|Is it good for business? YES
Increased production and improved quality are a direct result
of well-designed jobs. Designing ergonomically, (in other words
integrating the human into the system) minimizes injury risk
and errors, and workers think and move more efficiently.
Can it reduce workers' compensation
Back, cumulative trauma, and overexertion injuries don't have
to be accepted as the cost of doing business. Ergonomics balances
job demands and workers' tolerance, thereby reducing injuries
Does it relate to Lean Manufacturing? YES
Ergonomic changes that reduce rework and waste can optimize
worker performance. Less fatigue allows for many more productive
days. A safe and effective workplace also improves employee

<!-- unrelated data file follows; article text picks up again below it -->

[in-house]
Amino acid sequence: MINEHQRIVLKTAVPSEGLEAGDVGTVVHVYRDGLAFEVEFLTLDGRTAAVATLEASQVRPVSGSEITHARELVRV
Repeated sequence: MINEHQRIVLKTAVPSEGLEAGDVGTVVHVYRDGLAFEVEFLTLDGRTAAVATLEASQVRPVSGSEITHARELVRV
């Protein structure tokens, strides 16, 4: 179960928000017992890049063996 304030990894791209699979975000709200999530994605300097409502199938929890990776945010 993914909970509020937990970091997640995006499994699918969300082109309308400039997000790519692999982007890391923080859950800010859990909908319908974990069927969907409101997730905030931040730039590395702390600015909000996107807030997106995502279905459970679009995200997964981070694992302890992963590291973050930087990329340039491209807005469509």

morale and reduces turnover and absenteeism.
Surely it's just common sense? NO
Ergonomic design is based on scientific knowledge. Learning
about and applying basic principles will improve your work
It's not simply a one shot deal? NO
Workplaces are constantly changing. Continuous improvement
(Kaizen) leads to cost savings by applying ergonomics to
existing designs, to keep systems efficient and people safe.
Ergonomics applied to new designs reduces subsequent Kaizen
Is the cost worth it? YES
Ergonomics decreases operating costs. Efficient work methods,
with reduced rework and waste, improve quality and productivity.
Good design enhances job satisfaction and limits worker compensation
claims, absenteeism, and turnover.